How to Get the Most for Your Miles Now

Airlines are altering rules for frequent-flier programs—to the detriment of many travelers.

Examples: Starting in 2015, Delta Air Lines Skymiles members will no longer earn one frequent-flier mile for every mile they travel. Instead they will earn between five and 11 miles for each dollar they spend on tickets. This new system will be rigged against occasional fliers—people who lack elite status with Delta will receive fewer miles.

Several airlines, including Southwest and JetBlue, already award frequent-flier miles based on money spent rather than distance traveled. And United will start doing so in March 2015. Meanwhile, participants in the American Airlines AAdvantage program might find that they need many more than the usual 25,000 miles to obtain an “AAnytime” one-way rewards ticket—the kind without blackout dates. American recently announced that henceforth, at least 30,000 miles or 50,000 miles will be required to obtain one of these tickets during busy travel times. Only 20,000 miles will be required during slack travel times.

Expect more changes to ­frequent-flier programs as airlines struggle to shape programs that make sense for their bottom lines—though not necessarily for their passengers. Four smart strategies for this new, rapidly changing frequent-flier world…

Stop hoarding miles and start cashing them in. Some travelers amass huge stockpiles of miles in their ­frequent-flier accounts, saving them until they have more time for leisure travel, perhaps in retirement. This is no longer a wise strategy. The airlines are likely to continue to make changes that devalue miles in the coming years. Holding on to miles in this environment is like holding on to cash when inflation rages—the longer you wait, the less your miles will be worth.

Redeem miles for international travel. As a rule of thumb, frequent-flier miles tend to be worth more these days when used to obtain tickets on international flights than on domestic flights.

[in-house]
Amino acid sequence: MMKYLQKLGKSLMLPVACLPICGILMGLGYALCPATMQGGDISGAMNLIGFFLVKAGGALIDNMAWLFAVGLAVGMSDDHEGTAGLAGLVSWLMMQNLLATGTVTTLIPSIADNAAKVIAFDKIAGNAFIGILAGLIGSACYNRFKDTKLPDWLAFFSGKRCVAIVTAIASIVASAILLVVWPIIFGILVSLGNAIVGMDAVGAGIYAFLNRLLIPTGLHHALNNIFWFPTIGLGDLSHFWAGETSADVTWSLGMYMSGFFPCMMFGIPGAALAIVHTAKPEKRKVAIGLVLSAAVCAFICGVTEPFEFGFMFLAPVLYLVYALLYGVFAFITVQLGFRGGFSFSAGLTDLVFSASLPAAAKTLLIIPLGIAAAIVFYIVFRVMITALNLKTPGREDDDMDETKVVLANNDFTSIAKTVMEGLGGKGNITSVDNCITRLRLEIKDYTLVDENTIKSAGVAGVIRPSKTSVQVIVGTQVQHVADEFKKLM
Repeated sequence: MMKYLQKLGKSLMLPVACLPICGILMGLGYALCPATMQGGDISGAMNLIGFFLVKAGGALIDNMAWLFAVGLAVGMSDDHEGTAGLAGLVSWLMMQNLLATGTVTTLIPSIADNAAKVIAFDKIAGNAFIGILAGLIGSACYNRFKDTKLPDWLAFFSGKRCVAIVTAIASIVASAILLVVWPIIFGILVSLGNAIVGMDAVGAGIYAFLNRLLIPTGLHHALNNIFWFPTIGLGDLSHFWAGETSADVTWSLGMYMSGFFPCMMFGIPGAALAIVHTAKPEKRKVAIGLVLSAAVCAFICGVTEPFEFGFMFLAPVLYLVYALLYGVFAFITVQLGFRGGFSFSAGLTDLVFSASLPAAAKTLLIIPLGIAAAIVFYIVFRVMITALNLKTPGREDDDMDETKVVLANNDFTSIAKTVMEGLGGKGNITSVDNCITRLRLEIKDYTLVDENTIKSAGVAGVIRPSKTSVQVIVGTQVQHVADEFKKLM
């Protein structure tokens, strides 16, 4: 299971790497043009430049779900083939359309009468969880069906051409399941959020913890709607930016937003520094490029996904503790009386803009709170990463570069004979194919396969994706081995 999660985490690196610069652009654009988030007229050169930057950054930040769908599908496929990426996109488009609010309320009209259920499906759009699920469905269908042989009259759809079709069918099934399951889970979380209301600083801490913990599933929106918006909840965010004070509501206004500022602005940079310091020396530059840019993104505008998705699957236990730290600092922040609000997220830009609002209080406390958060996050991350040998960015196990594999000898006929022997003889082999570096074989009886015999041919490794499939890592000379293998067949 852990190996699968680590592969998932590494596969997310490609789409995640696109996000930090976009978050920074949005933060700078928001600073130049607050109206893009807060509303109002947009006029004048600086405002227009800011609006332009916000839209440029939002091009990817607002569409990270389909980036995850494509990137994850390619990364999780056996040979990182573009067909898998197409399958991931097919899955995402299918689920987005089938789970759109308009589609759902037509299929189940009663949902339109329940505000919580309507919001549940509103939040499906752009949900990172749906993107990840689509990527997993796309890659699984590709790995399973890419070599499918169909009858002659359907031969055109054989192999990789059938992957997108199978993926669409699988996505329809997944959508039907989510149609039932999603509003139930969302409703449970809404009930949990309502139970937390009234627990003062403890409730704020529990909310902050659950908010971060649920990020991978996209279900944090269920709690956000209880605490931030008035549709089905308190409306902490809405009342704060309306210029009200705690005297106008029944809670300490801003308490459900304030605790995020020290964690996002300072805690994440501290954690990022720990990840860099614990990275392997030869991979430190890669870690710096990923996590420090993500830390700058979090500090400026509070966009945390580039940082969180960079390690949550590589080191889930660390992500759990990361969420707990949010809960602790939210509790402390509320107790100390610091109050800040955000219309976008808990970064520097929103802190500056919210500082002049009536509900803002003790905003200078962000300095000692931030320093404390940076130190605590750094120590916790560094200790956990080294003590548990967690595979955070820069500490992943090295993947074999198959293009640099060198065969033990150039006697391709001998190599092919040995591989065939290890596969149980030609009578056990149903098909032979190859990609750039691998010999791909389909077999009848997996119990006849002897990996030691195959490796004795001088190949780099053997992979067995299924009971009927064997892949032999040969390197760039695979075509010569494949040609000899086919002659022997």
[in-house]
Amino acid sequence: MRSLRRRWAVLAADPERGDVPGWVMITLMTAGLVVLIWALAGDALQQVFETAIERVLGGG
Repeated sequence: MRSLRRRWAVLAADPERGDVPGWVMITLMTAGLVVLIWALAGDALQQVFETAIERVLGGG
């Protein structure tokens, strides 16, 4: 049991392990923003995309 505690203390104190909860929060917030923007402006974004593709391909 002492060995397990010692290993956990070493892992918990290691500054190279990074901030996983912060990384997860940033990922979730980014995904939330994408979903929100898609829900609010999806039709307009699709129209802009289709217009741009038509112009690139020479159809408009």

Example: Travelers typically must cash in 25,000 miles for a round-trip economy-class domestic ticket. When purchased with cash, those tickets cost an average of $300 to $500, so by using frequent-flier miles, you can save around one cent to 1.5 cents per mile. For 40,000 to 60,000 miles, travelers often can obtain round-trip economy-class tickets to Europe that might cost $1,200 or more in cash-a savings of two to three cents per mile or up to triple the savings you might get on a domestic flight. If you don’t often fly overseas, consider cashing in miles to upgrade a ticket to business or first class.

Example: A business-class seat on a flight from New York to Los Angeles might cost around $1,500 more than an economy-class seat on the same flight. For 15,000 to 17,500 miles, it’s often possible to upgrade an inexpensive economy-class domestic ticket to business class. That’s a savings of up to 10 cents per mile. Never use miles for rental cars or merchandise on the Web site of the frequent-flier program, and use them for hotel rooms only when rooms are especially expensive. You’ll “overspend” your miles on these uses.

Example: A weekly car rental might cost $139, or 30,000 or 40,000 miles—a savings of less than half a cent per mile.